Dean Karnazes’ Three Tips for Running a Successful San Francisco Marathon
Looking to improve your training efforts for The San Francisco Marathon? You can take Fitbit Ambassador Dean Karnazes’ advice below regarding individual differences and incorporate it into various aspects of your marathon training. For example, do you prefer training in the morning or late afternoon? Does your training time improve if you mix up your running days with yoga or pilates? Do you enjoy running with music or with a friend? And, asks Karnazes, “How many miles will you need to achieve each week for your optimal success?”
1) Listen to Everyone, Follow No One
Karnazes often tells runners to “Listen to everyone, follow no one.” But what does he mean? “All of us are built differently and we certainly train differently,” he says.
“Most important to me is base mileage, so get your base mileage up to a level that is suitable for you. An elite runner might be at 80 – 120 miles per week. For someone who is sub-elite, that could be anywhere from a minimum of 40 – 60 miles per week.”
Of course, for many of you training for The San Francisco Marathon (TSFM), that base mileage number will be much lower and will build as the event date nears. Regardless of your miles, keep focused on your own personal goals.
When asked how he tracks his mileage and performance, Karnazes shares, “Fitbit Ionic is one of my favorite training tools. It has built-in GPS so I can check my pace and distance real-time during runs with build in GPS and Fitbit Coach workout for cross training days. Plus it tracks my sleep and calories burned so I can make sure everything I do is dialed in for race day.”
He adds, “You can get the running watch I rely on with this special offer from Fitbit — the Official Race Wearable of The San Francisco Marathon.”
TIP #1: While it’s worthwhile to listen to experts and your peers, know your body and mind, and develop a training plan that’s best for YOU.
2) Have a Plan on Race Day
“I think it is good to have a plan on race day,” says Karnazes, “because then at least you know ideally what you are targeting. When I say a plan, I usually mean split times, what you think you will cover the first quarter (I like to break it down into quarter marathons). Other people like to know where they will be at the half, but I like to get a little more granular than that and say – where will you be at the quarter of the marathon and what time do you want to be at?”
According to Karnazes, this requires some course analysis, especially given the physical landscape of TSFM with all its elevation changes. For example, your first quarter split time for TSFM will likely be different than your split time for the California International Marathon which takes place in a city as flat as Sacramento.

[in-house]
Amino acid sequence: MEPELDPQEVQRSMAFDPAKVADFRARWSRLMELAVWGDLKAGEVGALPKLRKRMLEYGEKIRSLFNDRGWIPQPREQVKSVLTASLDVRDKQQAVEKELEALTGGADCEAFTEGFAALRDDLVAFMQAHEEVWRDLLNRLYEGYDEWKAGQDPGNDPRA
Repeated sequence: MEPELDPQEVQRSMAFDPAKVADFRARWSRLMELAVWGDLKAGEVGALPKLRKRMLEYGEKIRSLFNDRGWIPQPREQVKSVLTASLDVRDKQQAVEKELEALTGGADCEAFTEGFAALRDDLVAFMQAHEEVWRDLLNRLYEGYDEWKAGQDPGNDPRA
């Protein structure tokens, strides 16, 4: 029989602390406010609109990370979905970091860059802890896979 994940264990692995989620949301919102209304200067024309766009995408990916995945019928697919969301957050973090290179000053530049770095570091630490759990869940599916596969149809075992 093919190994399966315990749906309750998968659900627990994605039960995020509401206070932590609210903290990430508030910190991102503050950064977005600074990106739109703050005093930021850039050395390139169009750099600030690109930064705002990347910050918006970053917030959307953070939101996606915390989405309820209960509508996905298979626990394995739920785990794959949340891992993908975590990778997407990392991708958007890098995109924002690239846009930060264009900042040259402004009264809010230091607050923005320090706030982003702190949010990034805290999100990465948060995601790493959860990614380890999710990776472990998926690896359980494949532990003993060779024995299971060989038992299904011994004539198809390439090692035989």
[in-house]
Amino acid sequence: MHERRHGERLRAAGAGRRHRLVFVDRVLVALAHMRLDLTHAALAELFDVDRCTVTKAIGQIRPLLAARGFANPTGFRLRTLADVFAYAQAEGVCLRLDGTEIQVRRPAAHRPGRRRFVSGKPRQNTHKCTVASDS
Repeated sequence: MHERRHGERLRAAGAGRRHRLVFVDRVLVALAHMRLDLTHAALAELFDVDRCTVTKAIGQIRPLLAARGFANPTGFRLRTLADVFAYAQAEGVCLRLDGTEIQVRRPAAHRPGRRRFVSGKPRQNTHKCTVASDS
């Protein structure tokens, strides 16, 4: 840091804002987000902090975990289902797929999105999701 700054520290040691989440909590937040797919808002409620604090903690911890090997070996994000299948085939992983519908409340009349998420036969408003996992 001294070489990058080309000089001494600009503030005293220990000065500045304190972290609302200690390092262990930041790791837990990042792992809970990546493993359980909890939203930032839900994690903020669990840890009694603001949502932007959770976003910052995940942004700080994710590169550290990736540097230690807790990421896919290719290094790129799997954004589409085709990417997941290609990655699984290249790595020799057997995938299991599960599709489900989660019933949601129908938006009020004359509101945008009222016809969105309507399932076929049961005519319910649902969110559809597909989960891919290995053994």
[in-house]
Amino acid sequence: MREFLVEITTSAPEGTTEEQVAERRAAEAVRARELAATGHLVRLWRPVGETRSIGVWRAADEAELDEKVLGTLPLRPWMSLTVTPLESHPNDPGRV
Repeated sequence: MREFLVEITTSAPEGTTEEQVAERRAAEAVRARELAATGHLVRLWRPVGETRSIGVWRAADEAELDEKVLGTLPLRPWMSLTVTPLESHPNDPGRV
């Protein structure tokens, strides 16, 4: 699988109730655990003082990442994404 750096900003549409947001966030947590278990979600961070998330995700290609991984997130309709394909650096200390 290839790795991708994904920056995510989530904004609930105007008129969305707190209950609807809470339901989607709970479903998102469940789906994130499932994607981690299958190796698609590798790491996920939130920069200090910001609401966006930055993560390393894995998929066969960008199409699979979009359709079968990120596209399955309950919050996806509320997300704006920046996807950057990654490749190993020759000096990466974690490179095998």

“What you run those first 6.55 miles is going to be a lot different at the San Francisco Marathon because what you encounter on course at SFM, these little “speed bumps”, are going to slow you down as far as your targets,” says Karnazes.
TIP #2: Factor in the SFM’s course elevation changes as you develop your race day plan, particularly when targeting your ideal split times.
3) Dress Appropriately
Usually when exercising, if the temperature is cool and there is low humidity, individuals experience what is known as “evaporative cooling” and their perspiration evaporates onto their clothing, subsequently cooling them off.
However, in San Francisco, Karnazes says, “…the one thing that surprised me (with TSFM) was that even though the temperatures are really cool, it is easy to overheat. I see that all the time with runners, especially new runners, because it is very damp and so you don’t get the evaporative cooling.”
“When the humidity is high (as it is in San Francisco), and particularly when you run in the fog, you don’t get evaporative cooling. People tend to overdress (for TSFM) and I see a lot of people have heat issues even though the temperature is really cool,” says Karnazes.
TIP #3: Wear breathable clothing, layers if you must, and hydrate well before the race – even if it is a foggy, wet morning!
Named one of the “Top 100 Most Influential People in the World” by TIME magazine for his long list of personal accomplishments, ultra marathoner Dean Karnazes is not only a record-breaking endurance athlete, but also a New York Times bestselling author and successful businessman. California homegrown, but world-renowned, Dean will be back again this year to run the UltraMarathon at The San Francisco Marathon on July 29, 2018, sporting his trusty Fitbit Ionic to track yet another awesome athletic endeavor. A Bay Area local, Dean will definitely be sharing his SFM running tips and inspiration, so catch him if you can!